I would pay for mine with a broken spirit reflected in a broken voice. A humbling condition that also teaches one that the true road to God is through humility. It seems that you can only reach Him by looking up.
I strolled the dirty, broken streets of my youth looking down at the pavement locked in these dreams. In some of them I was Davy Crockett laying down my life for a noble cause. In others, I was Zorro and my hair was perfect and I always got away unharmed to fight another day. I found that these dreams could actually get you through your life, even on a zero budget. All you had to do was find a park bench, close your eyes, lift your head until you felt the warm comforting rays of the sun, and let your mind go off to exotic locations and scenarios.
It was good to be young in those days. Without TV and the internet and (c)rap and the Kardashians we had no idea what we were missing. Or how good we had it. Each day was all we owned and it was amazing how much we could fit into it.
I dreamed that I would be bigger than my dad in height and temperament and wealth, and I lived to achieve all that and to discover how meaningless it was. Especially the wealth. It is only in the hard wisdom that I fully see how big was father was. In spite of all his flaws, or maybe as a result of them. For no one gets to be perfect on this lonely journey and to attempt the conceit of striving for it will break you and those you love until you all splinter and disappear in different directions. Take it from one who tried.
So many were lost in action by my failed campaign.
Like a war, some dreams can kill you, maim you, or render you insane from shell shock. There is only so much horror one can witness. Some of us are so mad we get up, dust ourselves off and go on, no matter what we have lost. For to look back at what we have sacrificed following our dream may render us rigid with fear from the monstrous wrecks we have left strewn in our wake.
Over the years our dreams, like us, become less complex and more realistic. And, if we have learned anything at all, we have learned to say thanks for each simple one that comes true.
These days I do feel like Davy Crockett at the Alamo, weary from a very long battle that one can’t run from as there are too many eyes looking our way for direction and an example. But like Davy must’ve learned in those final lonely hours, there is no glory, that comes much later and is spun by the myth makers, there is only blood, sweat and tears. And an intense feeling of loss paid for those fleeting moments of inner warmth that made us feel one with the universe. Perhaps that warmth was hope. A hope that maybe some of it meant something to someone. And if so, maybe we were for a time bigger than ourselves and perhaps, if that’s the case, the dream will go on. And maybe someone much wiser and stronger will one day clench in the palm of their calloused hand the golden ring. I truly hope so.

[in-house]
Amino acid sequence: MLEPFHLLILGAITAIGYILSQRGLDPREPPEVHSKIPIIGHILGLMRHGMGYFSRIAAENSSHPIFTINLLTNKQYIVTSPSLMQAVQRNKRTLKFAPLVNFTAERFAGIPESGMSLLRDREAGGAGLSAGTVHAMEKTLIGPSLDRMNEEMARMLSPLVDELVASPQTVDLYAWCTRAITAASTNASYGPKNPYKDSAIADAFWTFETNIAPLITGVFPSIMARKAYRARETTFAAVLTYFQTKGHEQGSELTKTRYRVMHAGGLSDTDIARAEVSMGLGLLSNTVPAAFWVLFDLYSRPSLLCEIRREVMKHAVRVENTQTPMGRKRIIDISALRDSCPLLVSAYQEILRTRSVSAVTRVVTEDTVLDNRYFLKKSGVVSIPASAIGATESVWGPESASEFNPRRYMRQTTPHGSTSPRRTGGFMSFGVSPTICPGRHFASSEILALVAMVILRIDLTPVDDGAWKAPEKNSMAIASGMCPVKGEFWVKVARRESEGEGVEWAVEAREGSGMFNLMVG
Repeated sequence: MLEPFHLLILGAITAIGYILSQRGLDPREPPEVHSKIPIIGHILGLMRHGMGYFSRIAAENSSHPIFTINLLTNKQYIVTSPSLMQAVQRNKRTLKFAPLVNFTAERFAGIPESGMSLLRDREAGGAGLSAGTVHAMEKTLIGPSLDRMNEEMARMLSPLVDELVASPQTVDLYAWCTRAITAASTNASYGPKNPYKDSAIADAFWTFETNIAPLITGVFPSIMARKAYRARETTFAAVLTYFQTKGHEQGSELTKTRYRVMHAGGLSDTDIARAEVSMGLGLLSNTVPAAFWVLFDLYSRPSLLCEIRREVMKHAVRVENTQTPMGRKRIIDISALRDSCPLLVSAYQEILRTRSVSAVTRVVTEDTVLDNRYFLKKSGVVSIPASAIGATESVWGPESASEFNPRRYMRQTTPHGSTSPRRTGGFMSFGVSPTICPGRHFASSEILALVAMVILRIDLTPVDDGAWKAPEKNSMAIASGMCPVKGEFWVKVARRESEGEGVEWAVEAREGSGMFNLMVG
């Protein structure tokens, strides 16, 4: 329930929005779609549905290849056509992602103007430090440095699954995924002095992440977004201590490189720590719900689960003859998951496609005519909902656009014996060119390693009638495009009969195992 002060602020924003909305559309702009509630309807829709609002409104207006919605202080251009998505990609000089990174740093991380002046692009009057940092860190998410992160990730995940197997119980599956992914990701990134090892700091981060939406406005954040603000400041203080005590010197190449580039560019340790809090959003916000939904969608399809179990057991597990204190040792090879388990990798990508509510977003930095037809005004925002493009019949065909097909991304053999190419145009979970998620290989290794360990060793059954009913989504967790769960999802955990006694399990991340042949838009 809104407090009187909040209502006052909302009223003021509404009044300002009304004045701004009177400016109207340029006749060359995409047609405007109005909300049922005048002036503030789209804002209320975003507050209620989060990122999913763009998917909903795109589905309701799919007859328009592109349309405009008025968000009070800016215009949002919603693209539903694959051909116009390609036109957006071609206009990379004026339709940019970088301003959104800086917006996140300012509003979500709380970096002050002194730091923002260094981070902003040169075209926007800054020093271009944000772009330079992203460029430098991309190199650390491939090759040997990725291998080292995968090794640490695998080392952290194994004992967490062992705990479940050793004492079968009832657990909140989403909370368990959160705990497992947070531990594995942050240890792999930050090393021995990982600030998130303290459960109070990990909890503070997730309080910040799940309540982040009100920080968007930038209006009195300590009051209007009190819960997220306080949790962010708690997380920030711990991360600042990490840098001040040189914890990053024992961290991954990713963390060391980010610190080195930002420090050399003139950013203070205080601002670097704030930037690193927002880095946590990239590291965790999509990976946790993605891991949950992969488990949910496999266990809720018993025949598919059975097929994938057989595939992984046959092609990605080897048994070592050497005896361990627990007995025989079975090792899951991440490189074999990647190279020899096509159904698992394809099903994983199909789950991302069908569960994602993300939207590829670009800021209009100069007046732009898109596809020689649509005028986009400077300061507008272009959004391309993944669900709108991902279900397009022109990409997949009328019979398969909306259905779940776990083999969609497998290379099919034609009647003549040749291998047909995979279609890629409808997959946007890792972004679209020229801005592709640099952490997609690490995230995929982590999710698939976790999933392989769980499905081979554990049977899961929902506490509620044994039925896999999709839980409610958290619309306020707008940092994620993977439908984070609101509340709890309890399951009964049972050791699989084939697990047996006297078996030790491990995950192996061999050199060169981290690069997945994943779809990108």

I saw a crazy man in the heart of the city cursing the people he passed, cursing the buildings, cursing someone long gone, cursing God for this Purgatory.
People reacted in different ways. Some froze and willed themselves to be invisible, some scurried away in the opposite direction, some watched in that detached zombie way people stand transfixed at car crash sites, fascinated by the sight of real disaster and yet non-reacting as though watching a movie play out.
So what does it take to make someone just crack one day? One huge life tragedy too much, or a series of small ones too close together that defy our idea of logic and fairness? Perhaps if we raise our voices above the rumbling wearing down drone sound of the busy city traffic, God will hear us?
Why does our Maker withdraw his grace and allow us to free fall through darkness and scorn so far from home? Or are we meant to always be alone in search of ourselves in others, a perilous journey not for the fainthearted. Or the dreamers.
Maybe the crazy man in the street had been chosen to heed his inner calling to join the wild throng and it is therefore in the madness that lies the ultimate truth?
Was Don Quixote mad because he chose to see the world as it should be? Or were the people who gathered to ridicule and laugh at his expense the mad ones?
John Lennon, during his time, was called mad by many, especially the press and the conservative establishment. But his brutal death at the hands of, ironically, a mad man has now elevated him to the status of martyr and messiah. Today, his human flaws have been sanitised to fit what is acceptable in the gospel of his life. The nobody mad man who shot him for a shot at immortality got a life sentence, while the famous mad man got death. And then in death, rose again.
When you look closely at it, most of our true heroes in history were called mad during their lifetimes because they attempted to do something different. To shine a light into the darkness that most of us are afraid to acknowledge. To take us where we would never have dared go if not for them. To make us think and, more importantly, to make us feel. In achieving this, a great many of them paid with their lives so that we may live.
So next time you see a mad man or woman in the street, spare a few seconds to ponder the forces that shaped them. And perhaps in those seconds we may awaken the humanity in ourselves.